It’s easy to see why Academy Award and Emmy winning director, screenwriter and producer Barry Levinson is considered by many insiders as one of the most multifaceted and successful filmmakers of the last thirty years. His films are well crafted and personal, frequently serious and often provocative. He explores diverse subjects including race relations, coming of age struggles in small town USA, the pursuit of the American dream through the immigrant experience, revenge and political satire. His films have broad appeal and proven box office success, yet Levinson is an enigma, a filmmaker who remains successful while operating just under the radar of mainstream notoriety.
After relocating to Los Angeles from Baltimore where he grew up, he began writing for popular American variety shows of the 1970’s – The Tim Conway Show and The Carol Burnett Show among the most notable. A string of successful screenplays for the Mel Brooks’ comedies Silent Movie (1976) and High Anxiety (1977), and the Oscar nominated script he co-wrote with then-wife Valerie Curtin, And Justice for All (1979) allowed Levinson to helm his first movie, the low-budget critically praised film Diner in 1982. Diner launched Levinson’s career. He was considered a filmmaker of merit after that and deservedly received an Oscar nomination for Best Screenplay. In many ways Levinson followed suit after Diner, taking on more commercial and economically viable projects like The Natural with Robert Redford in 1984, Tin Men with Richard Dreyfuss and Danny DeVito in 1987 and Good Morning Vietnam with Robin Williams that same year. But what remained the same from picture to picture was the indelible Levinson stamp, a personal touch eliciting strong performances through well told stories and keen direction. The hallmark of any director is this imprint. Scorsese, Howard, Lumet – you can very often trace this imprint from picture to picture among the most successful filmmakers in history. Some credit Good Morning Vietnam as the performance nurtured by Levinson that freed Robin Williams from the straight-jacket role of Mork from the popular television series, Mork & Mindy.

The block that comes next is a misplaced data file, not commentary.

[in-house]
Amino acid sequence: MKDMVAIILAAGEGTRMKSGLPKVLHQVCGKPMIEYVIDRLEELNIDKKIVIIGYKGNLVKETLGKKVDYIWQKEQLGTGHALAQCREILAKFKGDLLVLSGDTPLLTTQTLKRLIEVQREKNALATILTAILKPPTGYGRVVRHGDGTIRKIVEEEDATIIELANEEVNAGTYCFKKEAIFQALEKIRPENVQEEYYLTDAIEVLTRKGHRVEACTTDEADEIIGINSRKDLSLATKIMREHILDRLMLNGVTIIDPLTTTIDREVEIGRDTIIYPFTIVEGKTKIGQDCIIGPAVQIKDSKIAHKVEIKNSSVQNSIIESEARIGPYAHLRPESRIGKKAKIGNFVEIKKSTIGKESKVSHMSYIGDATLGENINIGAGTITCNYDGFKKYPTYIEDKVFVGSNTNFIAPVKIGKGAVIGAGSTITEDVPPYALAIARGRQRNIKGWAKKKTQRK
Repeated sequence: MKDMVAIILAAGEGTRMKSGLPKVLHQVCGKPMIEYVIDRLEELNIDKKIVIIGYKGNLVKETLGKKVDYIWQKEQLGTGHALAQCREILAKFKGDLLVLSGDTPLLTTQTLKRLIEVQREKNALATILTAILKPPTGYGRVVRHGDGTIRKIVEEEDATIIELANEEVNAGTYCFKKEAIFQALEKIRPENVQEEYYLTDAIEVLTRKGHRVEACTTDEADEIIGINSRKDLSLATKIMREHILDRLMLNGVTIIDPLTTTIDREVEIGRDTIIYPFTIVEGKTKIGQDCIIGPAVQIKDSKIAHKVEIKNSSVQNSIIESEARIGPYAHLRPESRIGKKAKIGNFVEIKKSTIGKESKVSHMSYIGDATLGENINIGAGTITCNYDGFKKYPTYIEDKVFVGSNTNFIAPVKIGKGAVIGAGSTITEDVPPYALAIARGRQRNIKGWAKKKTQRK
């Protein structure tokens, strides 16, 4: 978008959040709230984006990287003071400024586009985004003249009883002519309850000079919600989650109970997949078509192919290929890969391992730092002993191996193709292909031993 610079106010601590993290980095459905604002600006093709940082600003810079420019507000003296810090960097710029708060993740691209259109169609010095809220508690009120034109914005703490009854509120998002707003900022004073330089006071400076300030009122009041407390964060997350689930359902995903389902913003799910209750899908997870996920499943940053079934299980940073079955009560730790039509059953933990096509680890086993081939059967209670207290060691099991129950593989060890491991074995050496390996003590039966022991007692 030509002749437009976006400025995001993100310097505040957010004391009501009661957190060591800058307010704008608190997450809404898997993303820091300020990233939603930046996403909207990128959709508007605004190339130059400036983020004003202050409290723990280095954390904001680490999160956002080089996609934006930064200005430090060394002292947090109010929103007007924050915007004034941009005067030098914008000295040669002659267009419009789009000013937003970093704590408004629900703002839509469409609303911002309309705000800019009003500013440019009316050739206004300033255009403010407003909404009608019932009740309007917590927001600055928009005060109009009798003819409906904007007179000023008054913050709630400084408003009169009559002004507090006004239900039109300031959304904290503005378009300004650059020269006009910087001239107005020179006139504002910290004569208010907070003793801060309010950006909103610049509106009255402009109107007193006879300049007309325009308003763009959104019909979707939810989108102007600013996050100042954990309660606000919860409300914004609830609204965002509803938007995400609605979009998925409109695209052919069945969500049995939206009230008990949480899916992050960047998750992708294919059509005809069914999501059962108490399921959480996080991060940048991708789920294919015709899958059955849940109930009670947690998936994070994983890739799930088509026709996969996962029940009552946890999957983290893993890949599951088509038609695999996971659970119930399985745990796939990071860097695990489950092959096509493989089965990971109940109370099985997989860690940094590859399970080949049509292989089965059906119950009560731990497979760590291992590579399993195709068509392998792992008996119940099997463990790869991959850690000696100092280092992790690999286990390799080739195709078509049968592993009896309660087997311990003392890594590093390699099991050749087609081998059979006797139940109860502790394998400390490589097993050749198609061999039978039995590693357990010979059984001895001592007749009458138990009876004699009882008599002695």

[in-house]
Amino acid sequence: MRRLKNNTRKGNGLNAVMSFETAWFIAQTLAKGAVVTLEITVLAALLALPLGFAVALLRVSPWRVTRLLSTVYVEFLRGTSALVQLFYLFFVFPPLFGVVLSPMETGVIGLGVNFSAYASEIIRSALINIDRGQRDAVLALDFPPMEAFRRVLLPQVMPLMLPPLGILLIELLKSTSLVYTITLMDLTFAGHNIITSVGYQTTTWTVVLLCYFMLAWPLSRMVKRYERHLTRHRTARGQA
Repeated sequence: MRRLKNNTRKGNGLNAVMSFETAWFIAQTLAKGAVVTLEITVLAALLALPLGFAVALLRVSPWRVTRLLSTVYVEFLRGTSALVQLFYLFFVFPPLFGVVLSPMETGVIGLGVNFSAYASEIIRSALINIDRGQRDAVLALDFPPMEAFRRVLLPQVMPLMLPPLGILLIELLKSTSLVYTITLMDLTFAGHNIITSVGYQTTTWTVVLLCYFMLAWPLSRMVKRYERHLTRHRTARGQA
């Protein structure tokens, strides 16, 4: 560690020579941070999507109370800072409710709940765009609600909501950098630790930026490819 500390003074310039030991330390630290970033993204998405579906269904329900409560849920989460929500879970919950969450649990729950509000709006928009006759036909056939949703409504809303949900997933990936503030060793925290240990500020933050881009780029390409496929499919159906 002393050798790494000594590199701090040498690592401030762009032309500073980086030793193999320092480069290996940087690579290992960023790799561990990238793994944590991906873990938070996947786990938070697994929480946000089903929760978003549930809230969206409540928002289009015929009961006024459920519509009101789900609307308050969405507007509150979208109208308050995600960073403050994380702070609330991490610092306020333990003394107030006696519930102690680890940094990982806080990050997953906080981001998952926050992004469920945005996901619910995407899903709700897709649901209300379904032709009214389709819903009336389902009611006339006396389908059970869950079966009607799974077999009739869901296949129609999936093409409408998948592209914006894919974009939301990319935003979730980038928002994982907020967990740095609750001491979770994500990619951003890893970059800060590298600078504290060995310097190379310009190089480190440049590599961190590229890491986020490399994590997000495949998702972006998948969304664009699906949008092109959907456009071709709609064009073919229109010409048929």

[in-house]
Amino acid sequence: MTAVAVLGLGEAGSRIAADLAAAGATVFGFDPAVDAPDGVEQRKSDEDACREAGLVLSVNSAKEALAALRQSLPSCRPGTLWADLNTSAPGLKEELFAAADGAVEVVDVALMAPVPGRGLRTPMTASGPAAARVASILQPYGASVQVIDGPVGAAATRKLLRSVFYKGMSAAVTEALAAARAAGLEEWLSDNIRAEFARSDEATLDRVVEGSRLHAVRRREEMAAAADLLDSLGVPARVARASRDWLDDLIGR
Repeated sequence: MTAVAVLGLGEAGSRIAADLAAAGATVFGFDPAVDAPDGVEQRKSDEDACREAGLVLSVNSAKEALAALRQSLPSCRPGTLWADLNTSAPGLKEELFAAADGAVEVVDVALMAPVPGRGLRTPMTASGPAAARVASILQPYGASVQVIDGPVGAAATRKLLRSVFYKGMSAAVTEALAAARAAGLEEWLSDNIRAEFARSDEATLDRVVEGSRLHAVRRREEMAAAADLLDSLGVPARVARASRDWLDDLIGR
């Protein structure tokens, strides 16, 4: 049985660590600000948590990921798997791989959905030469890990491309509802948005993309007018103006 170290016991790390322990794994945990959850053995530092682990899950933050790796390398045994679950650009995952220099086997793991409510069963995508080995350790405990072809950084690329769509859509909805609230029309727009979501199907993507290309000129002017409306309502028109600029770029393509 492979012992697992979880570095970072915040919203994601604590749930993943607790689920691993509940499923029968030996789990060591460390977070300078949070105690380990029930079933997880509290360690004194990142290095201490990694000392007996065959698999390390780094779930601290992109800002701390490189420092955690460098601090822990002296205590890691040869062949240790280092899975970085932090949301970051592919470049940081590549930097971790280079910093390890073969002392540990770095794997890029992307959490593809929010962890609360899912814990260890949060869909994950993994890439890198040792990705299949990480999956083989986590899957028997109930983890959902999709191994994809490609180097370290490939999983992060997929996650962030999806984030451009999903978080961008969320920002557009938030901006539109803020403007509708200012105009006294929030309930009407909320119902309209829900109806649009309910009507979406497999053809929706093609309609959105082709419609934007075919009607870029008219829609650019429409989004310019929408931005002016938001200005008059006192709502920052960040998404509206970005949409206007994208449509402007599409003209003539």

Levinson’s biggest and most successful film came the following year when he directed Rain Man (1988) for MGM. Starring Dustin Hoffman and Tom Cruise, the movie earned over $350 million dollars in box office receipts and solidified Levinson’s status as a bankable filmmaker. Rain Man garnered four Academy Awards including Best Picture and Best Director. Levinson continued into the 1990’s with a number of successful films including Disclosure (1994), Sleepers (1996), Liberty Heights (1999) and most recently What Just Happened (2008) and the HBO film You Don’t Know Jack (2010) with Al Pacino. Levinson has worked with an all-star roster of actors including Robert De Niro, Sean Penn, Catherine Keener, Al Pacino, Robin Williams and John Turturro among many, many others. Through his television production company with Tom Fontana (The Levinson/Fontana Company) Levinson has served as executive producer for several successful series, including Homicide: Life on the Street for NBC from 1993-1999, and OZ for HBO from 1997-2003.
In 2003, Levinson published his first novel, Sixty-Six, directed two webisode ads for American Express in 2004 and currently blogs for the Huffington Post. At 68, he continues to write, direct and producer and has several projects at imdb.com listed as in development. While he has yet to achieve the kind of house-hold name recognition afforded to many of his peers, he remains a steady source of topical, inviting projects and doesn’t appear to be slowing down any time soon.
Sources and Further News: